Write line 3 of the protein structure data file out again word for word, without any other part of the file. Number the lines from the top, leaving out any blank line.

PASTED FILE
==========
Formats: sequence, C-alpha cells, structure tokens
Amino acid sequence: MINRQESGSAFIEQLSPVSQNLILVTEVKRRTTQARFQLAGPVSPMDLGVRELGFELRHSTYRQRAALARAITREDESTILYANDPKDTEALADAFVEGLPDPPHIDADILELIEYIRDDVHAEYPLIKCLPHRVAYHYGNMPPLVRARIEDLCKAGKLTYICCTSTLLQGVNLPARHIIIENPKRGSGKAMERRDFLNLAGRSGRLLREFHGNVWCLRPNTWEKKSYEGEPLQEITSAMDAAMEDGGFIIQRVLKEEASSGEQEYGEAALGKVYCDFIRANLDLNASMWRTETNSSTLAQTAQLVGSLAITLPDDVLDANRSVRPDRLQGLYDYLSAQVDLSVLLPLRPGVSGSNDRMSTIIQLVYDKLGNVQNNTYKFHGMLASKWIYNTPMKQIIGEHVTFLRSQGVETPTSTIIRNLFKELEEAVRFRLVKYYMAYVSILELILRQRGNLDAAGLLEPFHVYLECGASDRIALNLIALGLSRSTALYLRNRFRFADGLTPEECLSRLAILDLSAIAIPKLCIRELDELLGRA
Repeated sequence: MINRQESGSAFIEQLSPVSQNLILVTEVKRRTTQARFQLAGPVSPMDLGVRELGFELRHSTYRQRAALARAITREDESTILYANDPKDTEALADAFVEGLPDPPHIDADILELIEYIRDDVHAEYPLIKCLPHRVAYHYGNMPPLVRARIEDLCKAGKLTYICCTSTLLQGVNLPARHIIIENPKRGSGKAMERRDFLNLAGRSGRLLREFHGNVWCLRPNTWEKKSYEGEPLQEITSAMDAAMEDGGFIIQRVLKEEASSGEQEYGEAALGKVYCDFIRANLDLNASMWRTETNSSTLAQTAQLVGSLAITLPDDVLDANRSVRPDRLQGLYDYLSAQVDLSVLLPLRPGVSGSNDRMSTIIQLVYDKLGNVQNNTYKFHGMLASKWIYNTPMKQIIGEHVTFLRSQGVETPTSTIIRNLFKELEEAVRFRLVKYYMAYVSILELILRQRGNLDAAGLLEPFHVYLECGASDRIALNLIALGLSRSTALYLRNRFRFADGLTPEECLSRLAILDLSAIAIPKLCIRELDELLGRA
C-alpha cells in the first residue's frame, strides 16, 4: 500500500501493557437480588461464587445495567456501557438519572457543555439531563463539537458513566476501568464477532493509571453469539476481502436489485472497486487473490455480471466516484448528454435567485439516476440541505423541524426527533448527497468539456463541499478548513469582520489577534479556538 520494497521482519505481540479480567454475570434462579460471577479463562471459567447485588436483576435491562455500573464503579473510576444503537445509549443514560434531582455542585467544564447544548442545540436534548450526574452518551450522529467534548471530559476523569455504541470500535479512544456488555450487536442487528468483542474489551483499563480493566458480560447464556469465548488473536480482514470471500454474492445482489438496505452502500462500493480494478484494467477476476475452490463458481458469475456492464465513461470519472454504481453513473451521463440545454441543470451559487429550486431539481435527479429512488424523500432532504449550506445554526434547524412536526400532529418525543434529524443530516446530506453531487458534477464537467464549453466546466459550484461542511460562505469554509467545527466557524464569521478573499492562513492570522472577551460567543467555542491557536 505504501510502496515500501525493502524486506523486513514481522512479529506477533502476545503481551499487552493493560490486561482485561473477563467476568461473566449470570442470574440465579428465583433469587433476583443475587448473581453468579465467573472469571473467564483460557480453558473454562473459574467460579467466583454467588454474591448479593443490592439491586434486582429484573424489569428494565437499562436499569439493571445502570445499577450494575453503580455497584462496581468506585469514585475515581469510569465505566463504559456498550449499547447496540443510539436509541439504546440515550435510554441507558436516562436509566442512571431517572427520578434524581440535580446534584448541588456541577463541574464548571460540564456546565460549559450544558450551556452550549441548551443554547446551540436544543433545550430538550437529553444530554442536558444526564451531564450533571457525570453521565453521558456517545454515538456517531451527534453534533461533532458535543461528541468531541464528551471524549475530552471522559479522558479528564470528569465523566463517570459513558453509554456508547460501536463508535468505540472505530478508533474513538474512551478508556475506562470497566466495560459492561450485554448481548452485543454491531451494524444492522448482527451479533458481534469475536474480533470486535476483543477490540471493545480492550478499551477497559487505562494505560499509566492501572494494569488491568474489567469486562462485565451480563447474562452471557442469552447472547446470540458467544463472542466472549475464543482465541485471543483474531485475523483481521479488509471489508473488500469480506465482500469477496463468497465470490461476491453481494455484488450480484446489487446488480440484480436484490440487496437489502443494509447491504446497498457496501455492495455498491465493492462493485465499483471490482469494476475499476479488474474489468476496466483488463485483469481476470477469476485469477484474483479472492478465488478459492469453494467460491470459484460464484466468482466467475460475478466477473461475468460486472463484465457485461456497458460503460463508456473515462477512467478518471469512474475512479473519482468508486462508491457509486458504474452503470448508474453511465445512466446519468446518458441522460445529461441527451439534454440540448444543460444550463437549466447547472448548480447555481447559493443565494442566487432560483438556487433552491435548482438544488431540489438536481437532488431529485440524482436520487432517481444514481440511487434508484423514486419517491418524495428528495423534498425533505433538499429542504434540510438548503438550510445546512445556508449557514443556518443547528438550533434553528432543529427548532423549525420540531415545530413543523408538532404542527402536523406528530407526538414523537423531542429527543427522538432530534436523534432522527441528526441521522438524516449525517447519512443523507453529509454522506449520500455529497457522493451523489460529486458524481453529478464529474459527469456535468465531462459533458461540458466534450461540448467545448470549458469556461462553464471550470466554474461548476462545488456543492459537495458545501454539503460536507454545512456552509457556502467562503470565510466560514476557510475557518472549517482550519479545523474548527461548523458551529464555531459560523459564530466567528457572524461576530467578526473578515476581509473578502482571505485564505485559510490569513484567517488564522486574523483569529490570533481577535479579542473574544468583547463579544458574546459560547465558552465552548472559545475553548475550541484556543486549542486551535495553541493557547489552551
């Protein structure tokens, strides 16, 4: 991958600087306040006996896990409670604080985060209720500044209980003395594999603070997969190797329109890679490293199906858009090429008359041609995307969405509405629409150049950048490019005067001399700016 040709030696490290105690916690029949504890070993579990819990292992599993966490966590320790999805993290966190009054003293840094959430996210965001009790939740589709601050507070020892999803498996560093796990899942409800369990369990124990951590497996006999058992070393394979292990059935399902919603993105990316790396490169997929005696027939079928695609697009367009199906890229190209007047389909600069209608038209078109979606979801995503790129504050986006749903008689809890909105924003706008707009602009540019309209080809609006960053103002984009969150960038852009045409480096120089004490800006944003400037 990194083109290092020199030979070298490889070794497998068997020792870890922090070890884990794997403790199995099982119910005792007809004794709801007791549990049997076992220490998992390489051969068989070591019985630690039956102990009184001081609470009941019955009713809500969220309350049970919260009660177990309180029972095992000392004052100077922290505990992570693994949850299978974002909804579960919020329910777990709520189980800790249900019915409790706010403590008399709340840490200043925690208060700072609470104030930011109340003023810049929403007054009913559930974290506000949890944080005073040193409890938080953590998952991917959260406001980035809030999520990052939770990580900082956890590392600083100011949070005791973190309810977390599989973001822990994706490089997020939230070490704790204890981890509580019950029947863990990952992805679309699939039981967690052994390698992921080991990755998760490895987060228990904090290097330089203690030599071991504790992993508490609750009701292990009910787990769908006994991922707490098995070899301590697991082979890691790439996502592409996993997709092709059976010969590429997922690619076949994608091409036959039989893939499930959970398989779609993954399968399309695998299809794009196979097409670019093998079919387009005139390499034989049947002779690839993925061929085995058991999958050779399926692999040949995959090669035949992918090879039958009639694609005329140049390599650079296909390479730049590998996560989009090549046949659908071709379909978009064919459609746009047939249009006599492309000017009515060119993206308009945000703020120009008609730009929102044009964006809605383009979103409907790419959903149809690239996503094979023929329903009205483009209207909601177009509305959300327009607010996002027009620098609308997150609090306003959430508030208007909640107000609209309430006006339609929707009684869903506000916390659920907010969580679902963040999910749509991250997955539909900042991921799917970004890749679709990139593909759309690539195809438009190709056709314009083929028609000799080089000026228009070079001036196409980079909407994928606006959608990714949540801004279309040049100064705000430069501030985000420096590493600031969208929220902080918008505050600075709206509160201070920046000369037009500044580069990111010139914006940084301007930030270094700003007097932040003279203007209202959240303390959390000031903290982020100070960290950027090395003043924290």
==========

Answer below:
Repeated sequence: MINRQESGSAFIEQLSPVSQNLILVTEVKRRTTQARFQLAGPVSPMDLGVRELGFELRHSTYRQRAALARAITREDESTILYANDPKDTEALADAFVEGLPDPPHIDADILELIEYIRDDVHAEYPLIKCLPHRVAYHYGNMPPLVRARIEDLCKAGKLTYICCTSTLLQGVNLPARHIIIENPKRGSGKAMERRDFLNLAGRSGRLLREFHGNVWCLRPNTWEKKSYEGEPLQEITSAMDAAMEDGGFIIQRVLKEEASSGEQEYGEAALGKVYCDFIRANLDLNASMWRTETNSSTLAQTAQLVGSLAITLPDDVLDANRSVRPDRLQGLYDYLSAQVDLSVLLPLRPGVSGSNDRMSTIIQLVYDKLGNVQNNTYKFHGMLASKWIYNTPMKQIIGEHVTFLRSQGVETPTSTIIRNLFKELEEAVRFRLVKYYMAYVSILELILRQRGNLDAAGLLEPFHVYLECGASDRIALNLIALGLSRSTALYLRNRFRFADGLTPEECLSRLAILDLSAIAIPKLCIRELDELLGRA